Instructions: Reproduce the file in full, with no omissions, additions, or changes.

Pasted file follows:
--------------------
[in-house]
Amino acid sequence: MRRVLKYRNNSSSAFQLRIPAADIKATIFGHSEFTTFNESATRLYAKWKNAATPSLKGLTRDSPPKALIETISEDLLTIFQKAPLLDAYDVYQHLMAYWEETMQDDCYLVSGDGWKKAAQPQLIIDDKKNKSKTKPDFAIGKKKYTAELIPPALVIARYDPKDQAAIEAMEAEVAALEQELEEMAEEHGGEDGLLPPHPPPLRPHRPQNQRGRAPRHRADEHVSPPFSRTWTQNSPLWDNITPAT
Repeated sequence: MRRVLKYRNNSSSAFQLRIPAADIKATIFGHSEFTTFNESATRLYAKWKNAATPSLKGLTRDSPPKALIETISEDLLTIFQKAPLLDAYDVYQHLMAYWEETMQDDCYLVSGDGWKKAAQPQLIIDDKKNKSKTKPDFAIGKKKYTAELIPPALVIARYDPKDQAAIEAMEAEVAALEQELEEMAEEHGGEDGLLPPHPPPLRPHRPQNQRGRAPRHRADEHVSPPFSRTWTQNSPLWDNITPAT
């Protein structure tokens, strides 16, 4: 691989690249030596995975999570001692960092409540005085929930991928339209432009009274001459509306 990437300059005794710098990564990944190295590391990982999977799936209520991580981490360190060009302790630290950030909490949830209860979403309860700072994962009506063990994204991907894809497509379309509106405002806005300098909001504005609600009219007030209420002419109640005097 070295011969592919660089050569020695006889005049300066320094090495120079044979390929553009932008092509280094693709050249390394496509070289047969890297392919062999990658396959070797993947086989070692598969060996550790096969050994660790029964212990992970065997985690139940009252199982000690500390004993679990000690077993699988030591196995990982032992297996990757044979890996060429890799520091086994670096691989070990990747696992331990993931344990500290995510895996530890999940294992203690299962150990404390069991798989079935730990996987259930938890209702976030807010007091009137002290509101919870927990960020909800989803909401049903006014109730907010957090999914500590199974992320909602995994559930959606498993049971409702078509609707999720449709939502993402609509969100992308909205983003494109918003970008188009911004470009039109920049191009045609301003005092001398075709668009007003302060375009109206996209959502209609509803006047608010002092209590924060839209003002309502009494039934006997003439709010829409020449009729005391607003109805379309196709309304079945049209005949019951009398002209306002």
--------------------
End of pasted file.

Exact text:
[in-house]
Amino acid sequence: MRRVLKYRNNSSSAFQLRIPAADIKATIFGHSEFTTFNESATRLYAKWKNAATPSLKGLTRDSPPKALIETISEDLLTIFQKAPLLDAYDVYQHLMAYWEETMQDDCYLVSGDGWKKAAQPQLIIDDKKNKSKTKPDFAIGKKKYTAELIPPALVIARYDPKDQAAIEAMEAEVAALEQELEEMAEEHGGEDGLLPPHPPPLRPHRPQNQRGRAPRHRADEHVSPPFSRTWTQNSPLWDNITPAT
Repeated sequence: MRRVLKYRNNSSSAFQLRIPAADIKATIFGHSEFTTFNESATRLYAKWKNAATPSLKGLTRDSPPKALIETISEDLLTIFQKAPLLDAYDVYQHLMAYWEETMQDDCYLVSGDGWKKAAQPQLIIDDKKNKSKTKPDFAIGKKKYTAELIPPALVIARYDPKDQAAIEAMEAEVAALEQELEEMAEEHGGEDGLLPPHPPPLRPHRPQNQRGRAPRHRADEHVSPPFSRTWTQNSPLWDNITPAT
């Protein structure tokens, strides 16, 4: 691989690249030596995975999570001692960092409540005085929930991928339209432009009274001459509306 990437300059005794710098990564990944190295590391990982999977799936209520991580981490360190060009302790630290950030909490949830209860979403309860700072994962009506063990994204991907894809497509379309509106405002806005300098909001504005609600009219007030209420002419109640005097 070295011969592919660089050569020695006889005049300066320094090495120079044979390929553009932008092509280094693709050249390394496509070289047969890297392919062999990658396959070797993947086989070692598969060996550790096969050994660790029964212990992970065997985690139940009252199982000690500390004993679990000690077993699988030591196995990982032992297996990757044979890996060429890799520091086994670096691989070990990747696992331990993931344990500290995510895996530890999940294992203690299962150990404390069991798989079935730990996987259930938890209702976030807010007091009137002290509101919870927990960020909800989803909401049903006014109730907010957090999914500590199974992320909602995994559930959606498993049971409702078509609707999720449709939502993402609509969100992308909205983003494109918003970008188009911004470009039109920049191009045609301003005092001398075709668009007003302060375009109206996209959502209609509803006047608010002092209590924060839209003002309502009494039934006997003439709010829409020449009729005391607003109805379309196709309304079945049209005949019951009398002209306002």